Hamid Khan: My name is Hamid Khan, I’m a coordinator and organizer with the Stop LAPD Spying Coalition, which is based out of Los Angeles in the Skid Row area of Los Angeles. The coalition has been around for about nine years almost now and one of the primary reasons for the coalition to come about was: how increasingly counter-terrorism and counter-insurgency methodologies and tactics were at a very fast pace being incorporated into local policing. Nothing new, it’s been going on forever, particularly post Vietnam, but given the advent of technology, given how fast information moves, given how vast the information sharing environment is, this was becoming a major issue as to how programs under the guise of national security were becoming the day to day domestic policing tactics. Typically, surveillance is seen to this very narrow lens of invasion of privacy. I say narrow because of that is very much a privileged position –I would say even rooted in white privilege– about invasion of privacy because surveillance has been a part and parcel of policing and policing of the bodies of communities of color, particularly black communities and indigenous communities. And it’s not just a way of gathering information, but it’s a process, a very methodical process of gathering information and monitoring and tracking and tracing people and literally stal king communities with the intent to cause harm. So information gathering and surveillance has been central to these aspects of our existence. So that was the primary purpose for the coalition to come about.

a María: I know that the Stop LAPD Spying Coalition has been actively analyzing predictive modeling. Tell me a little bit about what you found, what you all in coalition have been thinking about.

Hamid Khan: I want to bring in a concept which is known as intelligence led policing, which came out of England, which has become a major process of policing in the United States for about 30 years. And the central pieces of intelligence led policing is behavioral surveillance and data mining. That observing behavior, not just actions but observing behaviors as well, and then computing things, all of these feeds to data mining.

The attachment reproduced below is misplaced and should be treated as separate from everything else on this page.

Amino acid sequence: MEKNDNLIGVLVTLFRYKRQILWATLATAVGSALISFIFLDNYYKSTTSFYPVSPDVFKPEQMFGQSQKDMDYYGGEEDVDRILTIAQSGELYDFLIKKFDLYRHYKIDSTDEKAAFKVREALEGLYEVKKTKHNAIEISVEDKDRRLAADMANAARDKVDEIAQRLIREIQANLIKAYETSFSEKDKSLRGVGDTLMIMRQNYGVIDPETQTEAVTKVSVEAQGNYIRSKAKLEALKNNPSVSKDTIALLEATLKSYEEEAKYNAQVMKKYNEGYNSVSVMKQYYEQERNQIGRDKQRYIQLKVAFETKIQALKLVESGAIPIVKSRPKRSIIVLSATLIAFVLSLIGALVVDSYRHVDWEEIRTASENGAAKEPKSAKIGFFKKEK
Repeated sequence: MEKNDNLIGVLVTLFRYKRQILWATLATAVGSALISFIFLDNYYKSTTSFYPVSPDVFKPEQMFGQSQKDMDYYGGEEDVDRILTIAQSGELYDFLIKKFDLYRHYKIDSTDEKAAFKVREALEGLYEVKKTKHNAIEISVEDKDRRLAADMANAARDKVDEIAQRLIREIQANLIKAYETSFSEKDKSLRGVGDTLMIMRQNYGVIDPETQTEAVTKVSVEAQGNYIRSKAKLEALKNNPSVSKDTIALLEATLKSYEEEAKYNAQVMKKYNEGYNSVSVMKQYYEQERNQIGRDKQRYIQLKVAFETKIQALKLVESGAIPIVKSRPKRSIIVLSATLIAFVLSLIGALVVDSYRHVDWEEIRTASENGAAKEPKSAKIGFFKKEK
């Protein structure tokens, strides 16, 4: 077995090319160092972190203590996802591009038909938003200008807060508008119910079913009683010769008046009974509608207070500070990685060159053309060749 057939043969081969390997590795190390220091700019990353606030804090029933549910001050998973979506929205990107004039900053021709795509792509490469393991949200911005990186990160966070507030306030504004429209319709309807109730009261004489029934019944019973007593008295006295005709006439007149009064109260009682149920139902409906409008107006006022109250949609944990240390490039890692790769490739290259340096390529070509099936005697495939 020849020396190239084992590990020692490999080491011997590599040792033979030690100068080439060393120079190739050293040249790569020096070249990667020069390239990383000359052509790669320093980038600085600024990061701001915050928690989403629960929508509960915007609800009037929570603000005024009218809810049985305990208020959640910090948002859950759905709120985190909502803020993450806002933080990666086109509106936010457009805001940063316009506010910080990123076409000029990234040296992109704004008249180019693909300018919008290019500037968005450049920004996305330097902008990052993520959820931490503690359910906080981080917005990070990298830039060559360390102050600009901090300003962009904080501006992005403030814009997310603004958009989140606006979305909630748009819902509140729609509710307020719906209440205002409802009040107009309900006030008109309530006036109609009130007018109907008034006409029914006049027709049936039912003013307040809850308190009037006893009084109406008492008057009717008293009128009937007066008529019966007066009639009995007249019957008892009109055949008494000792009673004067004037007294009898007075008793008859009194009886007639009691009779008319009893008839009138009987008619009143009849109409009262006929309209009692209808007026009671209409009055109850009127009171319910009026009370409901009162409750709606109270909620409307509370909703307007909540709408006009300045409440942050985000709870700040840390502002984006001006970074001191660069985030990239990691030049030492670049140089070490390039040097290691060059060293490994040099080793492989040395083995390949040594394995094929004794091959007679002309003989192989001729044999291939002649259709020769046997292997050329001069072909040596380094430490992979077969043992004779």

And in a sense what it does is it allows or, quote unquote allows an agency for outcomes that it wants to achieve. And I think that’s really critical in there. So intelligence led policing then becomes a key factor. So now let’s use that in the context of predictive analytics and predictive algorithms. Most of the time when we talk about predictive algorithms or algorithms themselves, the answer within our organizing remains limited that because data is dirty, and of course it is, because data is coming from racist policing and institutional policing, of course it has been. Then all of that data which would be dirty data for example, or corrupt data, would give out dirty and corrupt outputs. So racism in, racism out, or in computer language: garbage in, garbage out. But I think it limits our understanding to that point. What we need to look at is that, what this argument does is it gives the algorithm of free pass.

We have to look at the tools of competing themselves as well. For example, the predictive algorithm: because the tool would be created for particular outcomes and if the tools are created, for example, for policing, for an outcome to predict criminality, so then in a sense what you’re doing is that it would produce that outcome where certain communities would remain and criminality will be assigned to those communities and it would remain consistent.